Rag. Arturo De Fanti, bancario precarioi, properly "Acc[ountant] Arturo De Fanti, precarious bank clerk" rather than "The Precarious Bank Teller" as it's known in English is a proper TV production.
To understand each other, "a proper TV production" isn't one in which teenaged girls in short skirts show their adolescent breast and everything else for the camera, like La Liceale & all might have mistakenly induced you to believe. No, a proper TV production is one in which adult women bare their souls & bosoms for the camera. The girls are at best condiment, not the meal, and exactly for that very reason : the lack of a soul.
In this installment, not so different from all the othersii, the story goes that Mr. Arturo De Fanti is a respectable burgeois fellow with a wife and a maid. Except, as he's also Italian, which is to say what you're slowly becoming - a morto de fame - he can't afford to pay the maid, and so she sits and watches TV all day long, while the wife strofina. He also has a mistress, and so a plan is hatched : how about if the mistress came to live with them ? As he fearfully explains, a mistress is a great expense, except should she live at home with the wife, in which case it's moreover savings. Plus she has a nice fur coat, which the wife might borrow (and which the wife subsequently learns, was bought by the Mr. in the first place).
So it is agreed, and they live together if not outright happily then at least somewhat burgeois-ily, which is to say routinely ; until the day Anna Maria Rizzoli (Vanna) goes out and is mugged! So wifey (Catherine Spaak aka Elena) points out to her she's supposed to keep her money in her bra, which turns out to have been exactly what the mistress was doing :
After she parades her tits qs the girls (wife + mistress) lovingly agree to carry their cash in their mutandine henceforth an' leave, while the maid (Enrica Bonaccorti), warmed up by the display, puts out her own :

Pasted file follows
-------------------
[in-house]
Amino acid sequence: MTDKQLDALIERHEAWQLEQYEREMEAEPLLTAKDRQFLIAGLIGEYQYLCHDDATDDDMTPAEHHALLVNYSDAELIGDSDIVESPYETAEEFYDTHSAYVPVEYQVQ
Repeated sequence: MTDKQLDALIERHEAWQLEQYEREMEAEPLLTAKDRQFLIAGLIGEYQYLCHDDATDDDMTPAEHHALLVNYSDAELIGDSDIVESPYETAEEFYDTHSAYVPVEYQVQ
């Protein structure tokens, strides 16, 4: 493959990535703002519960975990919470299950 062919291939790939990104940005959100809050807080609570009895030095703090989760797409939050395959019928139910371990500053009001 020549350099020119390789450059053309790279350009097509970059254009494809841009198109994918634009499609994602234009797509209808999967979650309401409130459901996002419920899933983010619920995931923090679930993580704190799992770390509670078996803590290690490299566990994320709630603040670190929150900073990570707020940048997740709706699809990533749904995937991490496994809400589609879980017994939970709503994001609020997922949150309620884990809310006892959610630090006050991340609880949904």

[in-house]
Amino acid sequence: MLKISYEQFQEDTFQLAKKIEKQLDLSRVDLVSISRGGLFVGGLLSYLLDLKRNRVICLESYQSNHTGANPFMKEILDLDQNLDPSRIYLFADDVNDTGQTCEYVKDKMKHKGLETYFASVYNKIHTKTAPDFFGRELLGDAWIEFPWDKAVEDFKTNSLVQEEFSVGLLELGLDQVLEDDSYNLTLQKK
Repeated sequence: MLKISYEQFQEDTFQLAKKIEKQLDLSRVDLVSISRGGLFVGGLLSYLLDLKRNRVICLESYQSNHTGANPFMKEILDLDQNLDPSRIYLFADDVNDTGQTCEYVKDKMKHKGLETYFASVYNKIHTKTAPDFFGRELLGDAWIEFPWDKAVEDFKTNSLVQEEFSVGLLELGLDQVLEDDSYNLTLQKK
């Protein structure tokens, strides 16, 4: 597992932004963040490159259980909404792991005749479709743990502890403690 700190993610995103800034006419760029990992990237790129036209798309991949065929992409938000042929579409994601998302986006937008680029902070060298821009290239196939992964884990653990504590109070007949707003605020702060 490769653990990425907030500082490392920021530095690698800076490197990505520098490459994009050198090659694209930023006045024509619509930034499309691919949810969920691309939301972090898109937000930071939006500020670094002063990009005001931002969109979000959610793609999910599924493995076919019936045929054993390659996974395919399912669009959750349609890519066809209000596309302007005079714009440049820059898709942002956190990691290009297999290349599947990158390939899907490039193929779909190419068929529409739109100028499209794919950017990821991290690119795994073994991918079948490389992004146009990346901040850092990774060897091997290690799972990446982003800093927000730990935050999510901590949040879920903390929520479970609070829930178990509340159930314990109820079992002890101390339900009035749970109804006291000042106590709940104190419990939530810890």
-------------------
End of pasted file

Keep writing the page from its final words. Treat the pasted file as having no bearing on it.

Then it turns out that the wife also has a... how do you say mistress in the masculine in this god forsaken language ? Anyway, the happy group is introduced to L'amante de la moglie. Who, of course, has a wife, which shows up, along with her ex-husband that hates the current, not to mention a very murdersome fellow is liberated from prison and turns out to be none other than the mistress' own husband. Soon enough a moderately populous anarchist commune is sprawling in the house of the respectable borghese - and he's still not getting any!
This is what the TV is for, you know ? Its function is derrisive not aspirational. You'll figure it out.———
- 1980, by Luciano Salce, with Paolo Villaggio and women. [↩]
- Ever seen La mazurka del barone, della santa e del fico fiorone ? It's notable not only for having resolved a very hard problem of Romanian etimology (that, were it not for your most modest host Blogomirea would have forever remained unknown to the Romanian "culture" generally and its various "intellectuals" individually - by the way, who else do you know who's objectively contributed to his language in this manner ?), but perhaps in English also for the introduction. To quote :
- Ooo, prenda me che sono vergine in cambio di tutte altre che forse non lo sono!
So, the story goes, in 726 the summer was hot, and king Liutprand of the Longobards, accomplished ballet dancer and great devourer of frogs entered Romagna under the excuse of protecting the venerators of sacred images from the scourge of the iconoclasts. Everyone got thoroughly shafted, except the women and children had taken refuge in a fortified monastery on the land now occupied by the palace Pellacani.
Towards evening, being well revenged on the casks, barrels and other Longobard enemies there present, the tired braves' mind goes back home, to the wife, to the fiancee, to the slave. Thereupon hearing the virginal songs of a bunch of blondy sluts praying and singing, none older than fifteen, they bust into the fortification with little difficulty. Just as they're preparing to ravage the countryside an' its Sabines a second time, one, santa Girolama, offers herself in trade, a virgin lamb to expiate the sins of all the other girls, not nearly as virgin. So the barbarians take her under a Ficus carica* nearby and fuck the living daylights out of her, much to the salivating astonishment of riper ladies in the audience, who count the deeds up to 33 altogether. Then she dies up in the tree, leaving behind a baby (just one!) and well... the church sanctifies the Ficus.
Not a bad yarn, hm ?
* Need I explain what carici means in Romanian ? [↩]